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Heads of reserve components discuss issues; Guard leaders point to successes and challenges for the future
Maj. Gen. Raymond W. Carpenter, special assistant to the director of the Army National Guard, talks about the effectiveness of the Guard's Agriculture Development Teams in Afghanistan at the reserve component chief's panel discussion at the Reserve Officers Association's Annual Mid-winter Conference and Reserve Component Expo Feb. 3 at the Marriott Wardman Park Hotel in Washington. He's flanked by Maj. Gen. Emmett R. Titshaw Jr. (left) of the Air National Guard.; and Maj. Gen. Kelly K. McKeague (right), chief of staff at the National Guard Bureau. (Photo by Master Sgt. Greg Rudl, National Guard Bureau.)
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Heads of reserve components discuss issues; Guard leaders point to successes and challenges for the future

Posted 2/4/2009   Updated 3/11/2009 Email story   Print story

    


by Air Force Master Sgt. Greg Rudl
National Guard Bureau


2/4/2009 - WASHINGTON -- Having enough equipment for domestic response missions, providing support services to warriors and families, and forging international partnerships were just a few of the topics discussed by Army and Air Guard leaders during a panel hosted here Feb. 3 by the Reserve Officers Association.

The reserve component's top leaders discussed their service's state of affairs and took questions during the event, which was held at the ROA's Annual Mid-winter Conference and Reserve Component Expo at the Marriott Wardman Park Hotel.

Maj. Gen. Raymond W. Carpenter, special assistant to the director of the Army National Guard, touted the effectiveness of the Guard's Agriculture Development Teams in Afghanistan. He also said that the Army Guard's equipment shortfall is being addressed.


"The governors looked to the National Guard for support in their domestic missions ... and in some cases they were handicapped because they didn't have the equipment necessary to respond. That, along with along with transformation, generated an initiative to equip the National Guard," he said.

Carpenter said that since 2003, almost $24 billion of equipment has been appropriated for the Army Guard, with another $5 billion expected this year.
And, he added, "We are doing a better job of tracking equipment from acquisition to delivery."

Maj. Gen Emmett R. Titshaw Jr., who was until just recently the acting director of the Air National Guard, talked about the three enduring priorities of the Air National Guard: winning the war on terrorism and defending the home front, developing adaptable Citizen-Airmen, and understanding the transitioning from a platform-based organization to a capabilities-based one.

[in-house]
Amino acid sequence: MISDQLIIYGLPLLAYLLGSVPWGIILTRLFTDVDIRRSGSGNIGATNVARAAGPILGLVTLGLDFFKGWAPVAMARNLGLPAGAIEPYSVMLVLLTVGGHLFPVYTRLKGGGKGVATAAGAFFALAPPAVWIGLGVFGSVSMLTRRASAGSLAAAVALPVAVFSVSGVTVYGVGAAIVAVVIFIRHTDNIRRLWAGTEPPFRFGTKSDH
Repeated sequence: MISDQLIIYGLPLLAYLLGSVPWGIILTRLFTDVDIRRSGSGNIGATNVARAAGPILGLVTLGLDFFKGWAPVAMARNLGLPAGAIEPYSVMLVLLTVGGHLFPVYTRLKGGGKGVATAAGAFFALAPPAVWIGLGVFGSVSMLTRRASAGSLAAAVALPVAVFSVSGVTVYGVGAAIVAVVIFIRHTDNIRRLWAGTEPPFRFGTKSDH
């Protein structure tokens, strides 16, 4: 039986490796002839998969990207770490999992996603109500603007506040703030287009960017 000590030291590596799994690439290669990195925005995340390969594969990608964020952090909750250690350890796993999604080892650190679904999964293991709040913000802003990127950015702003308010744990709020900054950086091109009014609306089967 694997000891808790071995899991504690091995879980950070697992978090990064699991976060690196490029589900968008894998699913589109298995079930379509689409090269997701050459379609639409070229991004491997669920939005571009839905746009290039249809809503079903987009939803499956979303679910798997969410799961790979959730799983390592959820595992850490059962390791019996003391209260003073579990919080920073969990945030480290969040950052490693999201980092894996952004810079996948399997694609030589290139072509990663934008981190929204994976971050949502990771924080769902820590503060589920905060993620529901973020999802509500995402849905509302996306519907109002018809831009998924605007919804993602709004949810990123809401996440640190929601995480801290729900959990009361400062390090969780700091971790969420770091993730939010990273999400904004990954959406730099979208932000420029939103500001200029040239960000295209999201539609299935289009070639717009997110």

As of today, over 11,000 Air National Guard members are mobilized, Titshaw said, and of those, 8,700 volunteered for duty. He said that the citizen-warrior spirit of volunteerism must be maintained in the Air Guard.

Titshaw also addressed the recapitalization needs of the Air Guard. "The procurement holiday of the 90's has created the dynamic that we are seeing [today]," he said. "In 2005, the National Guard had 19 F-16 units.

"In 2018, we'll have four. We'll have to find a way to address that. Part of the answer is that we'll have to transition from platform-centric organization to capabilities-based organizations."

He said that in these tough budgetary times, the reserves offer great value and told those in the audience to seize the opportunity: "We can deliver combat capability for this nation, and we can do it in a cost-effective manner."

Maj. Gen Kelly K. McKeague, the chief of staff of the National Guard Bureau, said the Commission on the National Guard and Reserve recognized the "great operational force that the Guard and Reserve offers."

In regards to domestic response, he said that right now there are about 10,000 Guardmembers on duty, many of whom are in Kentucky, Missouri and Arkansas helping residents cope with the effects of a massive ice storm.

To help Guardmembers and their families cope with deployments, McKeague said that the Guard's 54 Joint Force Headquarters in states and territories will be providing support services to geographically-separated reservists.

"Because our reservists are dispersed and often far away from a (Veterans
Administration) facility or an active-duty installation ... our colleagues up here all share a common vision" that they should have access to all the warrior and family care programs that their active-duty counterparts receive at military installations in large cities, he said.

There are 2,136 National Guard members in the 65,000-member Reserve Officers Association, which is a congressionally-chartered association that advises the Congress and the president on issues of national security on behalf of all members of the reserve component.




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